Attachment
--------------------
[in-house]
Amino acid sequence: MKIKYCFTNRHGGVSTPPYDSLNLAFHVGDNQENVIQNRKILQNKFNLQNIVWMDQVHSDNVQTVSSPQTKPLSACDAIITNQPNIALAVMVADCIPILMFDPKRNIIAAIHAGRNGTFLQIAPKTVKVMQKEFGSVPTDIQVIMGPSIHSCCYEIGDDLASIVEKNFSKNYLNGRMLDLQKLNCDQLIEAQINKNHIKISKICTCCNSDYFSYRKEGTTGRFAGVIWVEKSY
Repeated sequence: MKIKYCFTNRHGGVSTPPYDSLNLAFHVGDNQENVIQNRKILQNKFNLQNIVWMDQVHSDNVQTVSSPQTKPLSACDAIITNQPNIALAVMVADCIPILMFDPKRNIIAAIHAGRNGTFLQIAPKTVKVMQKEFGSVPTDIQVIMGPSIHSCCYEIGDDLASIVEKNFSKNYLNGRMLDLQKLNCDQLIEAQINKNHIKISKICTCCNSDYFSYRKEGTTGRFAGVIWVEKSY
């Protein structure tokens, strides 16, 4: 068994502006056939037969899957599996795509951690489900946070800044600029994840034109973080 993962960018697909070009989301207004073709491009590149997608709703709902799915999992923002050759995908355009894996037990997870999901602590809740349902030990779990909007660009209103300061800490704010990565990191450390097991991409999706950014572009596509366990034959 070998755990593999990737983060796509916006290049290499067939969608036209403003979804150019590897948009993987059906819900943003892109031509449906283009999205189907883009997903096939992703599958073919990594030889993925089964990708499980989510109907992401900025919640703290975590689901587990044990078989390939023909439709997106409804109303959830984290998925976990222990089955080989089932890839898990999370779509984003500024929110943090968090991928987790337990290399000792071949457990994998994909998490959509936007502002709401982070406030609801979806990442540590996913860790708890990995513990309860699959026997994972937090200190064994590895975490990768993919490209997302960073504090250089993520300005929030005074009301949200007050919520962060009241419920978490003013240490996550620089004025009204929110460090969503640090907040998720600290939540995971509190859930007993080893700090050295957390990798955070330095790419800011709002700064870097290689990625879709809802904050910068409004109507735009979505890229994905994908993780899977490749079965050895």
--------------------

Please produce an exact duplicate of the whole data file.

[in-house]
Amino acid sequence: MKIKYCFTNRHGGVSTPPYDSLNLAFHVGDNQENVIQNRKILQNKFNLQNIVWMDQVHSDNVQTVSSPQTKPLSACDAIITNQPNIALAVMVADCIPILMFDPKRNIIAAIHAGRNGTFLQIAPKTVKVMQKEFGSVPTDIQVIMGPSIHSCCYEIGDDLASIVEKNFSKNYLNGRMLDLQKLNCDQLIEAQINKNHIKISKICTCCNSDYFSYRKEGTTGRFAGVIWVEKSY
Repeated sequence: MKIKYCFTNRHGGVSTPPYDSLNLAFHVGDNQENVIQNRKILQNKFNLQNIVWMDQVHSDNVQTVSSPQTKPLSACDAIITNQPNIALAVMVADCIPILMFDPKRNIIAAIHAGRNGTFLQIAPKTVKVMQKEFGSVPTDIQVIMGPSIHSCCYEIGDDLASIVEKNFSKNYLNGRMLDLQKLNCDQLIEAQINKNHIKISKICTCCNSDYFSYRKEGTTGRFAGVIWVEKSY
């Protein structure tokens, strides 16, 4: 068994502006056939037969899957599996795509951690489900946070800044600029994840034109973080 993962960018697909070009989301207004073709491009590149997608709703709902799915999992923002050759995908355009894996037990997870999901602590809740349902030990779990909007660009209103300061800490704010990565990191450390097991991409999706950014572009596509366990034959 070998755990593999990737983060796509916006290049290499067939969608036209403003979804150019590897948009993987059906819900943003892109031509449906283009999205189907883009997903096939992703599958073919990594030889993925089964990708499980989510109907992401900025919640703290975590689901587990044990078989390939023909439709997106409804109303959830984290998925976990222990089955080989089932890839898990999370779509984003500024929110943090968090991928987790337990290399000792071949457990994998994909998490959509936007502002709401982070406030609801979806990442540590996913860790708890990995513990309860699959026997994972937090200190064994590895975490990768993919490209997302960073504090250089993520300005929030005074009301949200007050919520962060009241419920978490003013240490996550620089004025009204929110460090969503640090907040998720600290939540995971509190859930007993080893700090050295957390990798955070330095790419800011709002700064870097290689990625879709809802904050910068409004109507735009979505890229994905994908993780899977490749079965050895």